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Gene Ther. 1999 Feb;6(2):271-81.

Stabilized plasmid-lipid particles: construction and characterization.

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1
Inex Pharmaceuticals Corporation, Burnaby, BC, Canada.

Abstract

A detergent dialysis procedure is described which allows encapsulation of plasmid DNA within a lipid envelope, where the resulting particle is stabilized in aqueous media by the presence of a poly(ethyleneglycol) (PEG) coating. These 'stabilized plasmid-lipid particles' (SPLP) exhibit an average size of 70 nm in diameter, contain one plasmid per particle and fully protect the encapsulated plasmid from digestion by serum nucleases and E. coli DNase I. Encapsulation is a sensitive function of cationic lipid content, with maximum entrapment observed at dioleoyldimethylammonium chloride (DODAC) contents of 5 to 10 mol%. The formulation process results in plasmid-trapping efficiencies of up to 70% and permits inclusion of 'fusigenic' lipids such as dioleoylphosphatidylethanolamine (DOPE). The in vitro transfection capabilities of SPLP are demonstrated to be strongly dependent on the length of the acyl chain contained in the ceramide group used to anchor the PEG polymer to the surface of the SPLP. Shorter acyl chain lengths result in a PEG coating which can dissociate from the SPLP surface, transforming the SPLP from a stable particle to a transfection-competent entity. It is suggested that SPLP may have utility as systemic gene delivery systems for gene therapy protocols.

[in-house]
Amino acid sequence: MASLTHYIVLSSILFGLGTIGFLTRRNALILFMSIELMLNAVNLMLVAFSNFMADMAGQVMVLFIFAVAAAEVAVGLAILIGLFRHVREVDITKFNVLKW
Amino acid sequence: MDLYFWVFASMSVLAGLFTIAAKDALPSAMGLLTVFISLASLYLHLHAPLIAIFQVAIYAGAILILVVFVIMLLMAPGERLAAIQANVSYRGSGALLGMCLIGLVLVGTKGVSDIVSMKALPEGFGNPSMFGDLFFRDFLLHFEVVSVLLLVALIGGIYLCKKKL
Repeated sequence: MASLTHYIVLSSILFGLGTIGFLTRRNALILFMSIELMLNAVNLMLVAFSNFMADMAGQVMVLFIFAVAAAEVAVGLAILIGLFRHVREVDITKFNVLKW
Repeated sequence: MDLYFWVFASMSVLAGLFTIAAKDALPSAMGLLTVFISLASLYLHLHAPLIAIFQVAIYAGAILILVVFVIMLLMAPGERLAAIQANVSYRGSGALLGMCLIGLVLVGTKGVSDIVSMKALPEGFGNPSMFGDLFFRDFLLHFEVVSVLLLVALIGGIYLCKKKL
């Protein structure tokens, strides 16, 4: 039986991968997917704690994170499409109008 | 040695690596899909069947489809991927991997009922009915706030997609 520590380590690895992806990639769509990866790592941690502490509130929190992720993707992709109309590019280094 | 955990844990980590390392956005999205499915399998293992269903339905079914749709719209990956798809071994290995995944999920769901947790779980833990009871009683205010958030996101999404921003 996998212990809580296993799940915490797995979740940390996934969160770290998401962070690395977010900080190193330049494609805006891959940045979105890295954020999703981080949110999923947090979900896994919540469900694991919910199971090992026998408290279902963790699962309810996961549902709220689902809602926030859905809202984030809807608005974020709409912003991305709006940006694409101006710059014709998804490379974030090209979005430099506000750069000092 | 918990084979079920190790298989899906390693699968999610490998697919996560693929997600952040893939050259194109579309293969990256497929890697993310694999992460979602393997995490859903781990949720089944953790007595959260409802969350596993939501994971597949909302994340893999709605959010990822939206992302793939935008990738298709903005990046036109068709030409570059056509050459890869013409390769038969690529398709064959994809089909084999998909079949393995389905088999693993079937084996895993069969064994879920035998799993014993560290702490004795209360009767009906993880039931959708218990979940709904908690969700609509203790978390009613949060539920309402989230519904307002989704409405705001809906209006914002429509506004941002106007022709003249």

PMID:
10435112
DOI:
10.1038/sj.gt.3300821
[Indexed for MEDLINE]
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